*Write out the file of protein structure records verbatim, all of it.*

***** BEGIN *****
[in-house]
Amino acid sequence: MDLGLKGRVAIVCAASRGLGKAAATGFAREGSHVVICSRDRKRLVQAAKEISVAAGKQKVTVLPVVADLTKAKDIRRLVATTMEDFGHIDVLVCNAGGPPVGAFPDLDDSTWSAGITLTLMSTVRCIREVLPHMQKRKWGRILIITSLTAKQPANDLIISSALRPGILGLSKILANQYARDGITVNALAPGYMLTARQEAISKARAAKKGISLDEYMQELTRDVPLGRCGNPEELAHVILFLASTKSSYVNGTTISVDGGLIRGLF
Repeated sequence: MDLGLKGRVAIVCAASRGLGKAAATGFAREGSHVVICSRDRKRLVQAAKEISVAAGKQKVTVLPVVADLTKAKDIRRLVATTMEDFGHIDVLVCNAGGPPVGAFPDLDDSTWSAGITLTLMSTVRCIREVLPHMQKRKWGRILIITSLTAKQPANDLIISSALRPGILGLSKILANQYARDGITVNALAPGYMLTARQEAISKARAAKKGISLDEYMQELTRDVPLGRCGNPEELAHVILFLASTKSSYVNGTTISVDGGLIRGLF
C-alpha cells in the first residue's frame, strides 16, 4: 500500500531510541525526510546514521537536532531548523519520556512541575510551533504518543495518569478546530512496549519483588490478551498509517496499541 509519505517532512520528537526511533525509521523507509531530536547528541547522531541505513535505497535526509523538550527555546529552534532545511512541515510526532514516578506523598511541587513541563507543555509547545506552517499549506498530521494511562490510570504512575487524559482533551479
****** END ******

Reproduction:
[in-house]
Amino acid sequence: MDLGLKGRVAIVCAASRGLGKAAATGFAREGSHVVICSRDRKRLVQAAKEISVAAGKQKVTVLPVVADLTKAKDIRRLVATTMEDFGHIDVLVCNAGGPPVGAFPDLDDSTWSAGITLTLMSTVRCIREVLPHMQKRKWGRILIITSLTAKQPANDLIISSALRPGILGLSKILANQYARDGITVNALAPGYMLTARQEAISKARAAKKGISLDEYMQELTRDVPLGRCGNPEELAHVILFLASTKSSYVNGTTISVDGGLIRGLF
Repeated sequence: MDLGLKGRVAIVCAASRGLGKAAATGFAREGSHVVICSRDRKRLVQAAKEISVAAGKQKVTVLPVVADLTKAKDIRRLVATTMEDFGHIDVLVCNAGGPPVGAFPDLDDSTWSAGITLTLMSTVRCIREVLPHMQKRKWGRILIITSLTAKQPANDLIISSALRPGILGLSKILANQYARDGITVNALAPGYMLTARQEAISKARAAKKGISLDEYMQELTRDVPLGRCGNPEELAHVILFLASTKSSYVNGTTISVDGGLIRGLF
C-alpha cells in the first residue's frame, strides 16, 4: 500500500531510541525526510546514521537536532531548523519520556512541575510551533504518543495518569478546530512496549519483588490478551498509517496499541 509519505517532512520528537526511533525509521523507509531530536547528541547522531541505513535505497535526509523538550527555546529552534532545511512541515510526532514516578506523598511541587513541563507543555509547545506552517499549506498530521494511562490510570504512575487524559482533551479